Botswana has come under fire from a Namibian human rights group over what the organisation describes as the brutal and cruel treatment and forcible deportation of refugees from the neighbouring country.
NamRights executive director, Phil ya Nangoloh, said in a statement on Monday, 7 January 2019, that Botswana is guilty of flouting public international law relating to the treatment of refugees and asylum seekers.
“This guilt is evinced by the systematic refoulement (i.e. forcible deportation) of refugees and asylum seekers in that country,” he said.
He added: “In recent days, Botswana forcibly deported at least two Caprivi Strip nationals in blatant violations of both its own domestic legislation as well as the doctrine of non-refoulement as enshrined in International Human Rights Law, International Humanitarian Law and Customary International Law.”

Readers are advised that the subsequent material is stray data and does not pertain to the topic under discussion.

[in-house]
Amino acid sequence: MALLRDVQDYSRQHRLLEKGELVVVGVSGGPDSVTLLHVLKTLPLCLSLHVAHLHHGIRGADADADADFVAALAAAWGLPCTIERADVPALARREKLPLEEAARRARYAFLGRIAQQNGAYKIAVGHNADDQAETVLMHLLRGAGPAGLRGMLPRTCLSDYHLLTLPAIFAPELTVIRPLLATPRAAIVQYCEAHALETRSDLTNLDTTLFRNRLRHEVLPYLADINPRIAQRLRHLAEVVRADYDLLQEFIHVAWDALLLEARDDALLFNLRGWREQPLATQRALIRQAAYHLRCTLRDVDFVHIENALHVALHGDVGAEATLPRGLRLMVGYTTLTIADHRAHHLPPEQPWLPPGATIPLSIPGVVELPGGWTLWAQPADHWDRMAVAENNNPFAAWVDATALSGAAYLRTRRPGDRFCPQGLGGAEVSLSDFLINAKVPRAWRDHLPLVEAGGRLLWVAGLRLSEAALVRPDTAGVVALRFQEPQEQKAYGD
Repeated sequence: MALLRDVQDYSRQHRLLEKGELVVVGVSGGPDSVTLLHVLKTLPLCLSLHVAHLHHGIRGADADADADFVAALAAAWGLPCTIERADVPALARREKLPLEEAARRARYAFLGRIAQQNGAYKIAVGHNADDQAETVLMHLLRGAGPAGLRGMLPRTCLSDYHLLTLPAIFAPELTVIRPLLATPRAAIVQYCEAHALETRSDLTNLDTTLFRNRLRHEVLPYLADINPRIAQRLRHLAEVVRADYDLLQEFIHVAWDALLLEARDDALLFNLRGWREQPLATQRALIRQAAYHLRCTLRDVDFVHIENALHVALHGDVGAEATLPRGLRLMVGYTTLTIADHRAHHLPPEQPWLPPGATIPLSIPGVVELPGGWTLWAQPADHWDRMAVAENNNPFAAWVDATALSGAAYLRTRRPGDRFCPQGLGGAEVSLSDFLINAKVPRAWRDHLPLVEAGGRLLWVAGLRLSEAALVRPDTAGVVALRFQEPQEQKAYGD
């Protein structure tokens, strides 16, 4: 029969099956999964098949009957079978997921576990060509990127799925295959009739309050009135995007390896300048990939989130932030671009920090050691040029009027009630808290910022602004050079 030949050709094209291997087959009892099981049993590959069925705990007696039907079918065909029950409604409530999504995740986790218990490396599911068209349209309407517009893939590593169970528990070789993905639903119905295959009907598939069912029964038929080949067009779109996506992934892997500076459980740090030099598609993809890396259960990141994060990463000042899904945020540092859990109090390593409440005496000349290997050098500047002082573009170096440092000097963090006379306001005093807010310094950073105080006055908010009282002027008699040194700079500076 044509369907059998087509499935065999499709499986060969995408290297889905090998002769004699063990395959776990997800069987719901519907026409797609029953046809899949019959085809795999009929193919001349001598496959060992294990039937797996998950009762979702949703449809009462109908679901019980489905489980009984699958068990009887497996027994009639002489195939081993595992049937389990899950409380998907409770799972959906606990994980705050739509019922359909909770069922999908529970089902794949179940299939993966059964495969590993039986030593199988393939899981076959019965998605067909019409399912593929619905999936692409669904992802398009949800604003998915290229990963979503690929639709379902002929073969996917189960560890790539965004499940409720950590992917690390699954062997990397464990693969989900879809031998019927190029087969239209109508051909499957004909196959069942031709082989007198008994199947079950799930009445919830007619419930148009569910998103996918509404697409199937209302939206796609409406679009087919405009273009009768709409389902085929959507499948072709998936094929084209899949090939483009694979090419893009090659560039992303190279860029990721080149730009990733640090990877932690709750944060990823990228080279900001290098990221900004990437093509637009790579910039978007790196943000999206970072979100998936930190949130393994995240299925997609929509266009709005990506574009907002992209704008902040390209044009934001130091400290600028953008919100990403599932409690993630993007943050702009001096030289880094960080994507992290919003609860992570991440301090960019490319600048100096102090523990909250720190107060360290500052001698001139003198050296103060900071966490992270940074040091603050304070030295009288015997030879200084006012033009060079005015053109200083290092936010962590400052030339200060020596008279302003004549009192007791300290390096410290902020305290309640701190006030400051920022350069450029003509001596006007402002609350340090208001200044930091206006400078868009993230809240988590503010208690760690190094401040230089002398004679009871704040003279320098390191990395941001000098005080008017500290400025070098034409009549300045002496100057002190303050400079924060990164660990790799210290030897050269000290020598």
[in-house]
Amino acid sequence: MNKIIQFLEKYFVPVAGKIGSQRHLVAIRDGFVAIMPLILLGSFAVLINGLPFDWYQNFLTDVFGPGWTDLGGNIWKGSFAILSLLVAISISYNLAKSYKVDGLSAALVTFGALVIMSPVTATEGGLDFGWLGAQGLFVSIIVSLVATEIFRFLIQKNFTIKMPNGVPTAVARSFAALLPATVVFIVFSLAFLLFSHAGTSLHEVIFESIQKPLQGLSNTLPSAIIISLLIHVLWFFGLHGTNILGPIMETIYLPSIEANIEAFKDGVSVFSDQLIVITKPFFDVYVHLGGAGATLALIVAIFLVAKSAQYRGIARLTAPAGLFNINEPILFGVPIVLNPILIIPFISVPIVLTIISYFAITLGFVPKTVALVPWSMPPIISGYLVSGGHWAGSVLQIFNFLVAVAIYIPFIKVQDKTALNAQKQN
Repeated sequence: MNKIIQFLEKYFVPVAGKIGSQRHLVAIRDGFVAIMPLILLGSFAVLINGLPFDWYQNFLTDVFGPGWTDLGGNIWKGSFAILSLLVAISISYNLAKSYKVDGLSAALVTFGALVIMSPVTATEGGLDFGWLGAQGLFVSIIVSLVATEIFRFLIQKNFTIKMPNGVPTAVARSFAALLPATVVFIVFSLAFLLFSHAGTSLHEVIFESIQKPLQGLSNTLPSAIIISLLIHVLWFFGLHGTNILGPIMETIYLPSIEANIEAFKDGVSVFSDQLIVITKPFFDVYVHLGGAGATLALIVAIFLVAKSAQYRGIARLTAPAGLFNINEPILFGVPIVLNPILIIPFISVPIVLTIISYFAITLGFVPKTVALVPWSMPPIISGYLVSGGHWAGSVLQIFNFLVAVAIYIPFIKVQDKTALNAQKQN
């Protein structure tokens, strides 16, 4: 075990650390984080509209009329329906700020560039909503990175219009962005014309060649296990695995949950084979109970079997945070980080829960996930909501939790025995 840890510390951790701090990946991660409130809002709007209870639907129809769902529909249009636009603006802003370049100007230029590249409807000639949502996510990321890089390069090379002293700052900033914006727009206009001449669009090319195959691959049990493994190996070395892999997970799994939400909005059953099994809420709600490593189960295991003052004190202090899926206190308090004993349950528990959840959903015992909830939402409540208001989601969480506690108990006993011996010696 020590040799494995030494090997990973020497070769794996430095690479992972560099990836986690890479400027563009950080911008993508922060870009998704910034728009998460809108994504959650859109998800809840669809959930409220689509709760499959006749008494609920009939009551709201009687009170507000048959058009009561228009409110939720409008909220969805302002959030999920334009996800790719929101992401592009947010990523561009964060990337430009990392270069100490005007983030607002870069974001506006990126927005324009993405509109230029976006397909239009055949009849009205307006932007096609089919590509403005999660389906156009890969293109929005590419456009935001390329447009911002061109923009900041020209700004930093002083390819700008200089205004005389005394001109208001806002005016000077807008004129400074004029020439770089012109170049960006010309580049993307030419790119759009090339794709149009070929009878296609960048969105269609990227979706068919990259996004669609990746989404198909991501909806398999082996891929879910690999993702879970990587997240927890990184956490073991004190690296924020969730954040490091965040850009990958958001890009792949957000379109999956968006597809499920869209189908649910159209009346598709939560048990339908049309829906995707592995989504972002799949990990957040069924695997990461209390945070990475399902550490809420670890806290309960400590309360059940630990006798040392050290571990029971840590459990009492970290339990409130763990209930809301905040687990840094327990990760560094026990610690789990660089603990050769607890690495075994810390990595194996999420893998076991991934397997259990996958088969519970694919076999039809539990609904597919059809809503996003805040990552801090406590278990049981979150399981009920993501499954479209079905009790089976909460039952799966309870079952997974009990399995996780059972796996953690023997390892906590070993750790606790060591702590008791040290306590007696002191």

According to Nangoloh, the deportees were recognized refugees in Botswana.
“Forcible deportation of refugees and asylum seekers is, in any event, strictly prohibited under international human rights law to which both Botswana and Namibia are states parties,” he said.
However, the permanent secretary in Botswana’s Ministry of Defence, Justice and Security, Segakweng Tsiane, recently revealed that the refugees voluntarily relocated to their country of origin.
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